The Los Angeles school system is too large to allow school communities access to the central leadership, a report to be released this week by the Los Angeles County Grand Jury concludes.
The report also contends that schools are overcrowded, teacher turnover is highest in poorly performing schools and the multitrack, year-round schedule appears to be associated with lower test scores.
Harvey M. Rose, an accountant retained by the grand jury, concludes that the reorganization of the district last year into 11 subdistricts seems to have resulted in a net increase in positions, rather than the decrease promised. It apparently raised district costs rather than lowered them, he says.
For its evaluation, the grand jury’s education committee visited 28 elementary schools, three middle schools and three high schools and compared the district’s organization to those of other districts.
The panel, whose report broke little new ground, indicates that some of the district’s problems stem from its immensity.
It finds that “a district is most successful when it is a part of a well-defined community and its policymakers are close to that community,” and that “the more homogenous the district the greater the opportunities for the success of the educational mission.”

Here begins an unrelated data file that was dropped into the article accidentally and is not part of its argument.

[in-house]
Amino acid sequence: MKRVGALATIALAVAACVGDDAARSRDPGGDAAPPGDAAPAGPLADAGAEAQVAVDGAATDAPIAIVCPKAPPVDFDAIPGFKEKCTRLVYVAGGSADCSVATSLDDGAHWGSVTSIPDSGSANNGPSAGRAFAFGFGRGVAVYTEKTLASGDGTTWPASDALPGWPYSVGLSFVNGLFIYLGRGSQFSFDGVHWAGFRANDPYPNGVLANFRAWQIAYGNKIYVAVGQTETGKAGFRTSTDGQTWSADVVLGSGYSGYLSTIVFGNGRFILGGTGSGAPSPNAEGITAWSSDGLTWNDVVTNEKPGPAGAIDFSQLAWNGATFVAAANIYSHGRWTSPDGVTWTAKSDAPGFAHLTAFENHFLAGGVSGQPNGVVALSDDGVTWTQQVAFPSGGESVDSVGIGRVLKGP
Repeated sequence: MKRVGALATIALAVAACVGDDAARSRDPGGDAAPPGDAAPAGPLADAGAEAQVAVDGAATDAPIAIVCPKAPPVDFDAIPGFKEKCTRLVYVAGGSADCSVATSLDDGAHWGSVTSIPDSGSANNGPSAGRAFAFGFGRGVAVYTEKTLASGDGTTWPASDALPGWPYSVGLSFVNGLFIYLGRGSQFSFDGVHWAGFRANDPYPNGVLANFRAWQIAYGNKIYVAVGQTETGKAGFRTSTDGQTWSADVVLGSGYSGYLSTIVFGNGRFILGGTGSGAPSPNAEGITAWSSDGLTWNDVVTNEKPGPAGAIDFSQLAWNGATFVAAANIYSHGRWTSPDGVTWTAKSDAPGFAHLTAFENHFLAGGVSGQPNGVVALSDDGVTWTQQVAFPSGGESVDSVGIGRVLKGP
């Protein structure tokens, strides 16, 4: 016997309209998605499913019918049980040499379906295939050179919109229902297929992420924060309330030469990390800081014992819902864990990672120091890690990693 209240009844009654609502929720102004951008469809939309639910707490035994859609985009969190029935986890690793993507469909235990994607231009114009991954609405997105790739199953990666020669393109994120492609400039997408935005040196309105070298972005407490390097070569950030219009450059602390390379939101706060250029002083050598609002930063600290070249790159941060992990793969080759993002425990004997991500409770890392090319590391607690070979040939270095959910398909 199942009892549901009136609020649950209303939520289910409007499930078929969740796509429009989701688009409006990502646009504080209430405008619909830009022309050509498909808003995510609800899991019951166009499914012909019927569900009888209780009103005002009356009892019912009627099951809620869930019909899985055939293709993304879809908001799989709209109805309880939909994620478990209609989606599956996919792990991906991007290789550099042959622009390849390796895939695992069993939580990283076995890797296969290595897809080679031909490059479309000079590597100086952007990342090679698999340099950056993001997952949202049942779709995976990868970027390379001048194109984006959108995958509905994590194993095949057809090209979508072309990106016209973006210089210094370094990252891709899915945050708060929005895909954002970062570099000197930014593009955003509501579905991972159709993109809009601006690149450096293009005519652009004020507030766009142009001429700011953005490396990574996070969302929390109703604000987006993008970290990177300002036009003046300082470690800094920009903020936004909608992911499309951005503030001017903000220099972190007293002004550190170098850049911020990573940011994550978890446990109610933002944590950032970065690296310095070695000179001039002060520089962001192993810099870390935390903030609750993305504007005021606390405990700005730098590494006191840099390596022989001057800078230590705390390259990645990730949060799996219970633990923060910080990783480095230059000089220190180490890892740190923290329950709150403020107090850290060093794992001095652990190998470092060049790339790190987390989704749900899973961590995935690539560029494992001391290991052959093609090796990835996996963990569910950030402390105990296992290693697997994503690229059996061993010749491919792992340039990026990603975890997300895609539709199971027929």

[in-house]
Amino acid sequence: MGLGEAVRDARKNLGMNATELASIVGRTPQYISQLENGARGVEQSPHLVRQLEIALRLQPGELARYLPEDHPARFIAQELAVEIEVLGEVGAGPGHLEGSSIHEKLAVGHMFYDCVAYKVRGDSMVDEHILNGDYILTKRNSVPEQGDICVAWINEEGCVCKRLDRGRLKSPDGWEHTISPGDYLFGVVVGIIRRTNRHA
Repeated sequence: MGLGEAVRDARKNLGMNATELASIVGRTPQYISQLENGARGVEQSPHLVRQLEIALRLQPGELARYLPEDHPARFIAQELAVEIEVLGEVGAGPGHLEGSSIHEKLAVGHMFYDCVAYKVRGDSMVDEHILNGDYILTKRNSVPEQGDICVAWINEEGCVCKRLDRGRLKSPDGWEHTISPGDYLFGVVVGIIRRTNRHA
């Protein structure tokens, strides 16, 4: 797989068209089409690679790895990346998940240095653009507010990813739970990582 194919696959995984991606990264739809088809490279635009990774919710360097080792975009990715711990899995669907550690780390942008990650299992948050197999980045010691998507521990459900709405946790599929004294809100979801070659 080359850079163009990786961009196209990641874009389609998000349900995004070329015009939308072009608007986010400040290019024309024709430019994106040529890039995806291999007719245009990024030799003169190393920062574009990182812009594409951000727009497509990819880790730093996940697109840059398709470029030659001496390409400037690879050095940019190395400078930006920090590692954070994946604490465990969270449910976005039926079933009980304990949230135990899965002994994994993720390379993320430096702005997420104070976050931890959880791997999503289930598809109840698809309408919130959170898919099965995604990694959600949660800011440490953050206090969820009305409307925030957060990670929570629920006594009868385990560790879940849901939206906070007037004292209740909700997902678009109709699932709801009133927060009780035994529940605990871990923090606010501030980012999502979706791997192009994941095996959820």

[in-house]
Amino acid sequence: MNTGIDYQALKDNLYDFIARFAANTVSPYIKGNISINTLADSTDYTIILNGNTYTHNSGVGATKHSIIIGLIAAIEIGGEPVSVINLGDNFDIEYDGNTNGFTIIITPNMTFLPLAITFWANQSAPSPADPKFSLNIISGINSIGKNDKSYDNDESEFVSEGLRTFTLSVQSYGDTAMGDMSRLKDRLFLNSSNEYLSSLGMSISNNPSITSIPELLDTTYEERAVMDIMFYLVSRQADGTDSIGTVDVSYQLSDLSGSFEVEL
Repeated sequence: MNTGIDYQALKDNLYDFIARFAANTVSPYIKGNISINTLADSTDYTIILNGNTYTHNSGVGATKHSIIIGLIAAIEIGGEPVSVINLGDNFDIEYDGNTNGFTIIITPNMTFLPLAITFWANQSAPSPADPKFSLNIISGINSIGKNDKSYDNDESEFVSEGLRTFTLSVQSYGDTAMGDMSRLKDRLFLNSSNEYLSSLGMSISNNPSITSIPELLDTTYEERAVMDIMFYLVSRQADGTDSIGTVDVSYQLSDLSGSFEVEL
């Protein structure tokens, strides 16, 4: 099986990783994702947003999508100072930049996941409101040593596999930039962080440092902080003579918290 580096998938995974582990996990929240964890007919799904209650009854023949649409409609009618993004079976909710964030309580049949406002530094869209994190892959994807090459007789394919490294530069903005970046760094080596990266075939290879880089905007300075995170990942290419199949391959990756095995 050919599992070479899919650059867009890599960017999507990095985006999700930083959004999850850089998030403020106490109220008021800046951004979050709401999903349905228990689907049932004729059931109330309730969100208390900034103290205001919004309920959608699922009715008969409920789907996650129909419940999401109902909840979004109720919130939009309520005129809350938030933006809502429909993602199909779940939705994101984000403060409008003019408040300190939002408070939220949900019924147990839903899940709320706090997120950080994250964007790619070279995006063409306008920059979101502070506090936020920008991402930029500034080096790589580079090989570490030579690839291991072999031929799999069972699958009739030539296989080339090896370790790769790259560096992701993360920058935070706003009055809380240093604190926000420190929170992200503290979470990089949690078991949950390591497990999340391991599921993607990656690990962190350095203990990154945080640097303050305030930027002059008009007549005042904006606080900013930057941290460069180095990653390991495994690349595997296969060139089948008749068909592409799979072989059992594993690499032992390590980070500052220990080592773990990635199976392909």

In contrast, it says, “the geographical area of the district creates a barrier that does not allow the board and/or superintendent to be readily available to a school or its community.”
Although that conclusion clearly offers ammunition to several grass-roots efforts to dismantle the 723,000-student Los Angeles Unified School District, the report does not formally endorse a breakup.
Instead, it offers several mild recommendations, encouraging the district to study the year-round calendar and the teacher turnover problem.
The sharpest language in the report focuses on Jordan High School, where, the report said, conditions alarmed the committee.
“The committee observed that teachers’ appearance was not professional for a role model of children,” the report says. “In many cases, when we visited classrooms we weren’t able to differentiate the teachers from the volunteers and maintenance employees.”
Teachers complained to the committee about compensation, safety and problems resulting from Proposition 227, which eliminated most bilingual education.
“We saw a few examples of this problem, where classrooms were split and one teacher was teaching in English, while another teacher was teaching students in Spanish,” the report says.